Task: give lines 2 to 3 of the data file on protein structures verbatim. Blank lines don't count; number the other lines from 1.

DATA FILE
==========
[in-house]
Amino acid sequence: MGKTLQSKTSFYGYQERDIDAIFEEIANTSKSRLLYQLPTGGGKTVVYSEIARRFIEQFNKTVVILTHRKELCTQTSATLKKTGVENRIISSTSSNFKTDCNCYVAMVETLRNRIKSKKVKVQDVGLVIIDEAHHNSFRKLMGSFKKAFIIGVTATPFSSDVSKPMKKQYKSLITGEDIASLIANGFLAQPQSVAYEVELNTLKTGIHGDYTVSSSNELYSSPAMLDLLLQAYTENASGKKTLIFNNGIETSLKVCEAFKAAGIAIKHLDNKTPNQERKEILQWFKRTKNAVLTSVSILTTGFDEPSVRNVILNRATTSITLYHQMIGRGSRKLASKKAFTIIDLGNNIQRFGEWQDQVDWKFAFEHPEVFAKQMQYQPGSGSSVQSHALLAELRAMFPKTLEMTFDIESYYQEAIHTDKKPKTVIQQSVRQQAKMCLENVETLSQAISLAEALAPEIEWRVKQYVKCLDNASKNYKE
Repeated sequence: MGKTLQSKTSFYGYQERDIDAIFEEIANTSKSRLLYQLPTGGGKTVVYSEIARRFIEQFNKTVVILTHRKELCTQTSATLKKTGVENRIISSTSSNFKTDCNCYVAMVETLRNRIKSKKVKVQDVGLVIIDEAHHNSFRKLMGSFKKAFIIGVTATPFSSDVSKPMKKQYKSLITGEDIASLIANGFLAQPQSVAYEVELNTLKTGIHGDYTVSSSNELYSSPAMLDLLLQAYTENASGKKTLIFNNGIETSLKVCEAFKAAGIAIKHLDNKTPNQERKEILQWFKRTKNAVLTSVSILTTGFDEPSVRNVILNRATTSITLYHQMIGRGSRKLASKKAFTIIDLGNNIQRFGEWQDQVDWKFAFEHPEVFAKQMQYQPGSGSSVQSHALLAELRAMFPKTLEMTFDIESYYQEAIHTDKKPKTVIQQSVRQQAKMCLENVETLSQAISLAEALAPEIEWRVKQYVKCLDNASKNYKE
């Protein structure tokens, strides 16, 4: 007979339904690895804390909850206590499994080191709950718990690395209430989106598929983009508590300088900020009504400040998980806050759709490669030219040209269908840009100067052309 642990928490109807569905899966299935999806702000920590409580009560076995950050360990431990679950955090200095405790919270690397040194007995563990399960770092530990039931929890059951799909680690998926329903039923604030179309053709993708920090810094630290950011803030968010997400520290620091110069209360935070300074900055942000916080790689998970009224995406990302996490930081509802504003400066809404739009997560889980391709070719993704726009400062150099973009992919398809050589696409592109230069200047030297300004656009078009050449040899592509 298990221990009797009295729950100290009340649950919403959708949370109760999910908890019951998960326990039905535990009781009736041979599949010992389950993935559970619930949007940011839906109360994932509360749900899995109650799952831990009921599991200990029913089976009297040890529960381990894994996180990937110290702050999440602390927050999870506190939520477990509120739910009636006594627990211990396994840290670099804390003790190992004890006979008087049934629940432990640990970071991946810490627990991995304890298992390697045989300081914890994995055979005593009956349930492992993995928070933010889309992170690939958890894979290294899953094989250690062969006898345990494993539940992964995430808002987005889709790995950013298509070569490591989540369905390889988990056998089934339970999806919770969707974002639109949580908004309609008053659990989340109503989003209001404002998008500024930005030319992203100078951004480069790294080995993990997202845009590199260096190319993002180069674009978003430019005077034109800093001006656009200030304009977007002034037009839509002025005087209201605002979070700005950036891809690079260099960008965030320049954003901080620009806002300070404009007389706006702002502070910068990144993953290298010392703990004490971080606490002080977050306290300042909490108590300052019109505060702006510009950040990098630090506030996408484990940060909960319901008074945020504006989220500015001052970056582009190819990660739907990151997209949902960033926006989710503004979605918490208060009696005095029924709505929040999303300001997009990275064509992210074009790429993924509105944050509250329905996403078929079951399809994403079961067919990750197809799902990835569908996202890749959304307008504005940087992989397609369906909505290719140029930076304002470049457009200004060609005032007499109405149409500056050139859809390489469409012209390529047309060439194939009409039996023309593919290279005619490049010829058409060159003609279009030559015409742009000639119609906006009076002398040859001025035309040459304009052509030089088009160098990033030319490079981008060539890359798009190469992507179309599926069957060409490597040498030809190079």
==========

Amino acid sequence: MGKTLQSKTSFYGYQERDIDAIFEEIANTSKSRLLYQLPTGGGKTVVYSEIARRFIEQFNKTVVILTHRKELCTQTSATLKKTGVENRIISSTSSNFKTDCNCYVAMVETLRNRIKSKKVKVQDVGLVIIDEAHHNSFRKLMGSFKKAFIIGVTATPFSSDVSKPMKKQYKSLITGEDIASLIANGFLAQPQSVAYEVELNTLKTGIHGDYTVSSSNELYSSPAMLDLLLQAYTENASGKKTLIFNNGIETSLKVCEAFKAAGIAIKHLDNKTPNQERKEILQWFKRTKNAVLTSVSILTTGFDEPSVRNVILNRATTSITLYHQMIGRGSRKLASKKAFTIIDLGNNIQRFGEWQDQVDWKFAFEHPEVFAKQMQYQPGSGSSVQSHALLAELRAMFPKTLEMTFDIESYYQEAIHTDKKPKTVIQQSVRQQAKMCLENVETLSQAISLAEALAPEIEWRVKQYVKCLDNASKNYKE
Repeated sequence: MGKTLQSKTSFYGYQERDIDAIFEEIANTSKSRLLYQLPTGGGKTVVYSEIARRFIEQFNKTVVILTHRKELCTQTSATLKKTGVENRIISSTSSNFKTDCNCYVAMVETLRNRIKSKKVKVQDVGLVIIDEAHHNSFRKLMGSFKKAFIIGVTATPFSSDVSKPMKKQYKSLITGEDIASLIANGFLAQPQSVAYEVELNTLKTGIHGDYTVSSSNELYSSPAMLDLLLQAYTENASGKKTLIFNNGIETSLKVCEAFKAAGIAIKHLDNKTPNQERKEILQWFKRTKNAVLTSVSILTTGFDEPSVRNVILNRATTSITLYHQMIGRGSRKLASKKAFTIIDLGNNIQRFGEWQDQVDWKFAFEHPEVFAKQMQYQPGSGSSVQSHALLAELRAMFPKTLEMTFDIESYYQEAIHTDKKPKTVIQQSVRQQAKMCLENVETLSQAISLAEALAPEIEWRVKQYVKCLDNASKNYKE